Questions to assess culture (fit) in tech

Venkatesh-Prasad Ranganath
2 min readJun 6, 2024


Based on my observations of teams, I compiled the following non-exhaustive list of questions to learn about the culture of a work environment.

  1. Do teams have a list of well-defined values and behaviors that allow them to decide and execute mostly independently?
  2. How does the work/development environment support prototyping and experimentation?
  3. How long (or how much effort) does it take to go from idea to deploying a prototype or an alpha version to internal consumers, say, for continuous experimentation and development)?
  4. Do teams conduct retrospectives? If so, for what scenarios and what happens after retrospectives? If not, why not?
  5. How do teams ensure accountability for execution and outcomes? What about accountability for decisions? What about accountability for technical debt?
  6. Would you deem your culture a permission culture or a constraint culture?
  7. What is the basis of decisions in your teams, e.g., opinions, evidence, tenure of the executor, track record of the executor, or benefits from the effort?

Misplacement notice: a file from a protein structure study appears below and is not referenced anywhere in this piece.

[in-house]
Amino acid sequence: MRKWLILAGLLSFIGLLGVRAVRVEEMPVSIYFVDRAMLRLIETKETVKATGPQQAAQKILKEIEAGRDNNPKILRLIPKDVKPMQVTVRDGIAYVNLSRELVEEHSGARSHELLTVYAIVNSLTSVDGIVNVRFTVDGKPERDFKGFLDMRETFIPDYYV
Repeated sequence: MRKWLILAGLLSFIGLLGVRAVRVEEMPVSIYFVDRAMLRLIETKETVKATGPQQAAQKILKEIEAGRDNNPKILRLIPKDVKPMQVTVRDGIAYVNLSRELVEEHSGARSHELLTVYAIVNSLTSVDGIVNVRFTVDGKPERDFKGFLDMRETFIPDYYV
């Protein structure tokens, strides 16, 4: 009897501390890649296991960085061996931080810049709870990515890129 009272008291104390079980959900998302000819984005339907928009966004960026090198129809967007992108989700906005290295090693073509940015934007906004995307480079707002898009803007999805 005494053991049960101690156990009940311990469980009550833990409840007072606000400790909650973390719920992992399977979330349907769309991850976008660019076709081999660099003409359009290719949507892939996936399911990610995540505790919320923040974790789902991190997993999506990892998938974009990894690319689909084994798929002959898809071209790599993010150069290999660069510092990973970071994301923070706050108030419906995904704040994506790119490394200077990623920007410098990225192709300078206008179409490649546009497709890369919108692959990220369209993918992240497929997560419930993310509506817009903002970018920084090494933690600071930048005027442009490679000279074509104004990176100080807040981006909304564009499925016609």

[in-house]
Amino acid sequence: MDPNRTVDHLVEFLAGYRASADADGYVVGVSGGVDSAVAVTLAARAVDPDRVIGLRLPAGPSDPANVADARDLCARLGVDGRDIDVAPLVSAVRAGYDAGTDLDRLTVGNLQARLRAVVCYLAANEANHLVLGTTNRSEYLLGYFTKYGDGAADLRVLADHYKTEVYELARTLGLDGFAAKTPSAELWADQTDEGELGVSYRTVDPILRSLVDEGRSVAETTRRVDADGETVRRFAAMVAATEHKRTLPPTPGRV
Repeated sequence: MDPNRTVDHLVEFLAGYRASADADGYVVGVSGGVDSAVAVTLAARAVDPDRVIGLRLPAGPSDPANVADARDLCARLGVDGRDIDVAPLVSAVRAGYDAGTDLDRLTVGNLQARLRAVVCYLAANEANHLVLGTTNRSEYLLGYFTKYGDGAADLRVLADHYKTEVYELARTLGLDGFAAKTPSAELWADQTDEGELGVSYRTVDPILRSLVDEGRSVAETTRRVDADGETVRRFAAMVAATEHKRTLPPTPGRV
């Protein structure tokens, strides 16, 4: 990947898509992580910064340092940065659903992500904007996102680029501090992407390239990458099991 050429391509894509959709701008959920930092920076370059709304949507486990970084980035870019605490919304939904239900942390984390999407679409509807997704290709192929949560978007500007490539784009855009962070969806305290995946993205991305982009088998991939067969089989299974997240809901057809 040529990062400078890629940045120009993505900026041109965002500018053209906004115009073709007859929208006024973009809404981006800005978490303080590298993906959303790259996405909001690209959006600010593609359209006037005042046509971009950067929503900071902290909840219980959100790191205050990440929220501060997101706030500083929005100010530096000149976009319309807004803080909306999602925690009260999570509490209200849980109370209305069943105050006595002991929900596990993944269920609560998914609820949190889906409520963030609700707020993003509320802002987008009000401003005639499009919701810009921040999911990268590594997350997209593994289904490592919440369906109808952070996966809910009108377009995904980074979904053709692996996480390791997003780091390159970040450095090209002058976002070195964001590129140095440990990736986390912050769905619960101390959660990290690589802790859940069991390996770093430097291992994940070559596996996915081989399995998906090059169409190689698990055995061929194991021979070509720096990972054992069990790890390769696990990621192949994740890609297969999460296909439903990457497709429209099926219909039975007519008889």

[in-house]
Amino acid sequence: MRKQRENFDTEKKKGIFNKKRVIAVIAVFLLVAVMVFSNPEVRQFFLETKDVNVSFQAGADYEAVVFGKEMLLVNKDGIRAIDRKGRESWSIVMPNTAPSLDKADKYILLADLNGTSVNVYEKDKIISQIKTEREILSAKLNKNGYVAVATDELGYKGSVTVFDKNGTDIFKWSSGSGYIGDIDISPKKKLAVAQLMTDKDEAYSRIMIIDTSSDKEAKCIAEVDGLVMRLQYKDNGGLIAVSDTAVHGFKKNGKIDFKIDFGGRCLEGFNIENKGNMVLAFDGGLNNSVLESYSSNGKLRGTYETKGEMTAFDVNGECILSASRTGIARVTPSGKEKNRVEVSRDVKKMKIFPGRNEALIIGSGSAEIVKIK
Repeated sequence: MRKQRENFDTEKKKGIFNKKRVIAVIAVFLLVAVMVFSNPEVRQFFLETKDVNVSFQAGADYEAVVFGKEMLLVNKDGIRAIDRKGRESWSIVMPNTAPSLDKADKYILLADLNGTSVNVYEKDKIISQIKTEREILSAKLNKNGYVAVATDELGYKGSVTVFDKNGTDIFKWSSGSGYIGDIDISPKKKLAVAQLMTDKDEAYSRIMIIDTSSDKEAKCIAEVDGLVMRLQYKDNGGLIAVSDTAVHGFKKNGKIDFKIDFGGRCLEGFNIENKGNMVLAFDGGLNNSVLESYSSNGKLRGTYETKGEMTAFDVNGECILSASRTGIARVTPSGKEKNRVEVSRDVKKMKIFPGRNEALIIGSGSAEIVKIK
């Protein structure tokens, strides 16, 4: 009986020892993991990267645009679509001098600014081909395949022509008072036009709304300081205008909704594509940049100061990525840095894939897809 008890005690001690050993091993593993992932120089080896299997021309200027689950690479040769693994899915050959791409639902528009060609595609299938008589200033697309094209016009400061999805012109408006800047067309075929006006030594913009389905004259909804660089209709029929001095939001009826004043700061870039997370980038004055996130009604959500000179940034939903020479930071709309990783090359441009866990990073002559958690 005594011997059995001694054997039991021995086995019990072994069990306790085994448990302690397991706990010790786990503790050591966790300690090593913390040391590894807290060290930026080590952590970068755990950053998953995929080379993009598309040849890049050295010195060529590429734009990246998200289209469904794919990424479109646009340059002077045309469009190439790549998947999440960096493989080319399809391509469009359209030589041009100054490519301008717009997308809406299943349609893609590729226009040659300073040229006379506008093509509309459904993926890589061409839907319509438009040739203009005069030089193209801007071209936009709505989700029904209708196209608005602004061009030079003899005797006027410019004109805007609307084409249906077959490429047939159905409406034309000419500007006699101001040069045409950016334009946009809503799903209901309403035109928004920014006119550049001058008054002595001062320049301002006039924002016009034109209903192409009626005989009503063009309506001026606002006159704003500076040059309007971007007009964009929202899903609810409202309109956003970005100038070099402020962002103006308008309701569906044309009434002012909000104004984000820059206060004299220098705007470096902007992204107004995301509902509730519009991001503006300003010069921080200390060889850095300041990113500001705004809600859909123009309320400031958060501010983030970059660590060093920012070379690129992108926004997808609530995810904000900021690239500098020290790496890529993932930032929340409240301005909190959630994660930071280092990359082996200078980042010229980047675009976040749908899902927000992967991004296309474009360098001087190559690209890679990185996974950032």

8. What is the decision-making credo in your teams, e.g., skin in the game, no one is hurt, put up or shut up, where the buck stops?
  9. What happens when team X needs feature Q in product P, which team Y owns but cannot build feature Q?
  10. What is the reward/recognition culture, e.g., promo for having a significant impact or promo for executing long-term projects?
  11. Were any projects shelved in the last 6–12months? Why were the projects shelved? Who initiated the shelving?
  12. Who identifies and initiates projects? What is the associated process?
  13. During work hours, how much time do developers spend learning new knowledge that may not be immediately relevant to their current work?

There are no generally right or wrong answers to (all of) these questions. There are different degrees of goodness-of-fit between the provided answers and the expected answers expected to these questions.

Answering these questions can help employers and prospective employees assess whether they are a good fit.

To use these questions, prospective employees should identify the answers to these questions that align with their expectations of a reasonable work environment. Then, they can seek answers to these questions in interviews (remember the “do you have any questions for us?” question :)) or when researching about employers.

Likewise, employers can adapt and adopt these questions in behavioral interviews to assess cultural fit. Before using them, employers should identify the answers that represent their work environment.

Teams and organizations can benefit from regularly revisiting such questions to assess the culture of their work environment.

Of course, the above questions will be useless without honest answers :)



Venkatesh-Prasad Ranganath

Engineer / Ex-Academic / Ex-Researcher who is curious about software and computing.